How 5 states are using federally provided Abbott rapid COVID-19 tests

The HHS has released initial data on how states plan to use their share of 100 million rapid COVID-19 tests the government began distributing in September. The tests, from Abbott, don't require a lab and give results in 15 minutes. 

HHS encouraged states to use the tests to monitor COVID-19 cases at schools, but governors are allowed to use the tests as they see fit. 

The initial data from HHS includes information from 32 states and Washington, D.C., about how they're distributing the tests. 

Here's how five states — all of which have reported more than 16,000 COVID-19 cases in the last seven days — are using the tests: 

  1. California is distributing them based primarily on county population. More tests are being distributed to counties with high case rates.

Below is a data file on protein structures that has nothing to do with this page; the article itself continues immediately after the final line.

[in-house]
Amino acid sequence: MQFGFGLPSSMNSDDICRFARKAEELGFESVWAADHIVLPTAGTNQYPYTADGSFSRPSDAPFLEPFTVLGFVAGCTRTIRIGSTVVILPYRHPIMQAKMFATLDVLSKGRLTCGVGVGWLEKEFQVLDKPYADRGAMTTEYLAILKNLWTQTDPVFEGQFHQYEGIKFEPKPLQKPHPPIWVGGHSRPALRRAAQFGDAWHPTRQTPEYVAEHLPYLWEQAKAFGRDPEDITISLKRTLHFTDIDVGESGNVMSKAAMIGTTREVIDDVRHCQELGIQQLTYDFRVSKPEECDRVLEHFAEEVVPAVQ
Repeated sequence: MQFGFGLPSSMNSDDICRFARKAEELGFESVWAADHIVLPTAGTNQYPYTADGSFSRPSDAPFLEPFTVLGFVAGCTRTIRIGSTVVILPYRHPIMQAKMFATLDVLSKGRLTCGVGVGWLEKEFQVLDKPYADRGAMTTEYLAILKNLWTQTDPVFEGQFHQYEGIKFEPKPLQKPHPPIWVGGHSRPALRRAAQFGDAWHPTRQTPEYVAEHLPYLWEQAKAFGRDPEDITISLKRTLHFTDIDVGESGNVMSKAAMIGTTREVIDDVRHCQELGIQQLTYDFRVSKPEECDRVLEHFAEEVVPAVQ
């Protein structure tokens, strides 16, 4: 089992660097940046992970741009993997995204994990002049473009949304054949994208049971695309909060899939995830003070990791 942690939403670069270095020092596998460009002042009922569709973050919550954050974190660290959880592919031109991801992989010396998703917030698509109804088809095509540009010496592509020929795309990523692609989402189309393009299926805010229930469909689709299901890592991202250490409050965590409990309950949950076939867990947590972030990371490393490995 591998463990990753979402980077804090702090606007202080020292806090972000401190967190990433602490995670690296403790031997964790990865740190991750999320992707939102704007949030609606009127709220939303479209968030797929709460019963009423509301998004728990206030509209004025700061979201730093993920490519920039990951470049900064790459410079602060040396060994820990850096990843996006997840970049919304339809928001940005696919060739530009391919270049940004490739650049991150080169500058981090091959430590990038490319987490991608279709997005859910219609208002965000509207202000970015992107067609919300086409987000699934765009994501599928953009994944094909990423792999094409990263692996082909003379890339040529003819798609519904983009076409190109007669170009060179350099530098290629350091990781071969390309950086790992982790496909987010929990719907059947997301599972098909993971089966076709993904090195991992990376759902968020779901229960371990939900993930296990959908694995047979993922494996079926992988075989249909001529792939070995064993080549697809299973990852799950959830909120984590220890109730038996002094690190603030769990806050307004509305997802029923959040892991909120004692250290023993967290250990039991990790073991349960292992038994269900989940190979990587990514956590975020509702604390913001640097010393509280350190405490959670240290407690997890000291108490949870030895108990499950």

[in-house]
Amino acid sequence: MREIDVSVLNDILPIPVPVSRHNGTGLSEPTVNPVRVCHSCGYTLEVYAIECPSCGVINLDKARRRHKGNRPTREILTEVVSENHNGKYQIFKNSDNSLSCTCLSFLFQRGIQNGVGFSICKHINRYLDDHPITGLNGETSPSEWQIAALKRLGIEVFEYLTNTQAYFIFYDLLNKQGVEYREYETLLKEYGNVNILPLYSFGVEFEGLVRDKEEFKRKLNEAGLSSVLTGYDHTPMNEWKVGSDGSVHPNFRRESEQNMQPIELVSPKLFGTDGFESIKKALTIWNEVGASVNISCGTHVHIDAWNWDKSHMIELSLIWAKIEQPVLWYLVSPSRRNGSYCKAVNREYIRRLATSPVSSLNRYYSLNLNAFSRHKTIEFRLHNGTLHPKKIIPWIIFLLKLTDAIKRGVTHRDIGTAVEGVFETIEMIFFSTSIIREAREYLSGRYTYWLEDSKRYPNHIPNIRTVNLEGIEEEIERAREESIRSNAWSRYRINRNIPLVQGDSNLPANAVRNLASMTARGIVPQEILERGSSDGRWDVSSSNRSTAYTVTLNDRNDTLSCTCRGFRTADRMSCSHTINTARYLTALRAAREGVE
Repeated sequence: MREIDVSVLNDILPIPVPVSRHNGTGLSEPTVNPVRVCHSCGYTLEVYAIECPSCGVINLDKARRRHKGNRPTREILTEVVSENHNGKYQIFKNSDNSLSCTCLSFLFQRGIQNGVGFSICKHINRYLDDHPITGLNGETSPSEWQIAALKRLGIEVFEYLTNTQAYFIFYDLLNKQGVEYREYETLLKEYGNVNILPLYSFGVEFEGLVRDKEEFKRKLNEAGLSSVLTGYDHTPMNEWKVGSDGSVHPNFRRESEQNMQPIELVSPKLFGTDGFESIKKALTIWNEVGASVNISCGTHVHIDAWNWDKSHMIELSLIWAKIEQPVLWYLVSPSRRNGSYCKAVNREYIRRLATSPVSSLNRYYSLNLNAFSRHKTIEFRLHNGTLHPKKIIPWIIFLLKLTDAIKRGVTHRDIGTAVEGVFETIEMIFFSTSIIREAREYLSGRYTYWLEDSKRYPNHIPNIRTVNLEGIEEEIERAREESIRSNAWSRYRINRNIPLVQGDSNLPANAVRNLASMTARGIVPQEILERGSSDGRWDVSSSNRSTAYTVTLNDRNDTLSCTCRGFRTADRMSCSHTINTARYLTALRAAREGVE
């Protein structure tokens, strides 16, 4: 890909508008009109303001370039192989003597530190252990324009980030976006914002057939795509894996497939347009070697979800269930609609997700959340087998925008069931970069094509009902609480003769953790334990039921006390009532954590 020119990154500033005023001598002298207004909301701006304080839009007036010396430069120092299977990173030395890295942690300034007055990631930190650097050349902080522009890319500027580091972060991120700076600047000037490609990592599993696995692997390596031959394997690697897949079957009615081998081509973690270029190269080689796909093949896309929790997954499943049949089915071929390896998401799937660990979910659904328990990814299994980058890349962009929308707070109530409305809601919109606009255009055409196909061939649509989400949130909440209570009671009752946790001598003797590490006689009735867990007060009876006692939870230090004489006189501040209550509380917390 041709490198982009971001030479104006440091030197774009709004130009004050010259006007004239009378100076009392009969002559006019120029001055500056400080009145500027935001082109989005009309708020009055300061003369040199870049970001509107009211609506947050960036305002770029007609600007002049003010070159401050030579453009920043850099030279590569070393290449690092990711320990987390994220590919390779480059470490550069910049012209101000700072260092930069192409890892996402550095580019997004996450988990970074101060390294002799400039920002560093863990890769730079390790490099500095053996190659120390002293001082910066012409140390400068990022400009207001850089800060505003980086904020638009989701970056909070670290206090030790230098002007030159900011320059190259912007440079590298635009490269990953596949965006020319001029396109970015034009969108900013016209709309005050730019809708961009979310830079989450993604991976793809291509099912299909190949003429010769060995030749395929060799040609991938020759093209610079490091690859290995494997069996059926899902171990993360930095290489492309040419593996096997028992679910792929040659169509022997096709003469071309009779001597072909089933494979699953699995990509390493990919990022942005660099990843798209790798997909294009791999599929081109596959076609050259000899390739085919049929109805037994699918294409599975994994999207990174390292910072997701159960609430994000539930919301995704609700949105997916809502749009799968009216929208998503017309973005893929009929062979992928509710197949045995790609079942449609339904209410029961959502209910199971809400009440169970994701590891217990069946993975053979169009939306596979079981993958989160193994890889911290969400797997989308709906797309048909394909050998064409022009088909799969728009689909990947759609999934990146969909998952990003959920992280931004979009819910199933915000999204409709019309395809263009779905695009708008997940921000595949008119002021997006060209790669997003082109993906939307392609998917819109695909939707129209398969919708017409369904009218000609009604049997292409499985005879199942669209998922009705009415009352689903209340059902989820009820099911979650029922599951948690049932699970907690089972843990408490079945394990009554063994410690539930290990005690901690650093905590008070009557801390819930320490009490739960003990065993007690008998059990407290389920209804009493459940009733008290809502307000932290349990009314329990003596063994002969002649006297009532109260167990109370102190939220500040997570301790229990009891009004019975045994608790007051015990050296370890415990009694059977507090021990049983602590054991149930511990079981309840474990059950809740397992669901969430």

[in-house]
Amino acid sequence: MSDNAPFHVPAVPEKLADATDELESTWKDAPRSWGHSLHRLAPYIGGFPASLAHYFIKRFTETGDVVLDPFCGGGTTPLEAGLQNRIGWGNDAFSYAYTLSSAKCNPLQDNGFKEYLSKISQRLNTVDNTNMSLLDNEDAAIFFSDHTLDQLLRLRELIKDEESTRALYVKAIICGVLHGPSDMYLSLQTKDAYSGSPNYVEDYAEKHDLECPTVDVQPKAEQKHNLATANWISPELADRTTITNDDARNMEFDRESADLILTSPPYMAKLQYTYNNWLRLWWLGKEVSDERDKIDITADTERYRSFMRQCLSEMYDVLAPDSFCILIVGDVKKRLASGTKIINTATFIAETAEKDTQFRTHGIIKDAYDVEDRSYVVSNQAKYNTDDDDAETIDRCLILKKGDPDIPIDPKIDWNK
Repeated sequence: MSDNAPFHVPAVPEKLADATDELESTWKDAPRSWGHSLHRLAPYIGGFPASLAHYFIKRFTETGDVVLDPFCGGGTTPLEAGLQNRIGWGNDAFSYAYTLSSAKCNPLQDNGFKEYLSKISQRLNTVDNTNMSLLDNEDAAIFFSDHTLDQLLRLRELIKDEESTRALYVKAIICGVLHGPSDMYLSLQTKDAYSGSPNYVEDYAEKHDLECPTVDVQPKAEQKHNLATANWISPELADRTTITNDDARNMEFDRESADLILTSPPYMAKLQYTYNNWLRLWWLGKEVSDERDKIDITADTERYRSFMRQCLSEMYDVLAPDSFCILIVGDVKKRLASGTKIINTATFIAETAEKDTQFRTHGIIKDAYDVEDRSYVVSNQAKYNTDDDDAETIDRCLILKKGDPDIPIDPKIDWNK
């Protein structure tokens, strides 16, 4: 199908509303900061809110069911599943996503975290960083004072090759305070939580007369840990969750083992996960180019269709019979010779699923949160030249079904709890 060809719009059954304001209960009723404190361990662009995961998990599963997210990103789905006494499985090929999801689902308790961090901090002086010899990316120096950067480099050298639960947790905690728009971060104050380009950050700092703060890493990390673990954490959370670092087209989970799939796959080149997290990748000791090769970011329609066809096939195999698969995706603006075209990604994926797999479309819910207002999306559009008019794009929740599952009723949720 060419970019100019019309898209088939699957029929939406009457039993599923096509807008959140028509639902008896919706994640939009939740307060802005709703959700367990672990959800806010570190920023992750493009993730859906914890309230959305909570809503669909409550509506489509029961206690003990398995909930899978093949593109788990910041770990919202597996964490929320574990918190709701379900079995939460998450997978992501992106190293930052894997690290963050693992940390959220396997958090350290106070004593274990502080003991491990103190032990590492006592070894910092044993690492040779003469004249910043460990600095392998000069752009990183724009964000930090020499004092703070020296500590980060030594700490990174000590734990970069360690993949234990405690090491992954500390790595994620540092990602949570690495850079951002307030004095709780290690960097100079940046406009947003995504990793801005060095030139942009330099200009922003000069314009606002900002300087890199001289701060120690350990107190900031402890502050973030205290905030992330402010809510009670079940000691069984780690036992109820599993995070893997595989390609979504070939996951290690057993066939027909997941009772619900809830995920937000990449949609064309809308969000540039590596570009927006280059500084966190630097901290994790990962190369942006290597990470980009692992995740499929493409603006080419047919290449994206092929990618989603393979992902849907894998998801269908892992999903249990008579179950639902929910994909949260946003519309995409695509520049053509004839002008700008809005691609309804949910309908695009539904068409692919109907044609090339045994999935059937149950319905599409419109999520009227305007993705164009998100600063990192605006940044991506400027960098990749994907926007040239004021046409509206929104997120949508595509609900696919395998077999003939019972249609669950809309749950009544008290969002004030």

2. Illinois has provided Chicago 42,000 tests to combat clusters of outbreaks. Long-term care facilities were sent 198,000 tests, and local schools will get tests.

  3. Wisconsin has provided tests for long-term care facilities and sent about 208,000 to hospitals.

  4. Tennessee will send tests to first responders and is working out details to provide tests to county homes, VA homes, correctional facilities and K-12 schools.

  5. Ohio has distributed 175,000 tests to colleges and universities to test asymptomatic individuals.

Find HHS' full list of states' testing plans here.

More articles on supply chain:
Stamford Health CEO, VP on how the system avoided supply shortages, how it's preparing for another COVID-19 wave
Why no rapid at-home COVID-19 tests have been FDA-approved
AdventHealth forms COVID-19 vaccine task force: 6 things to know

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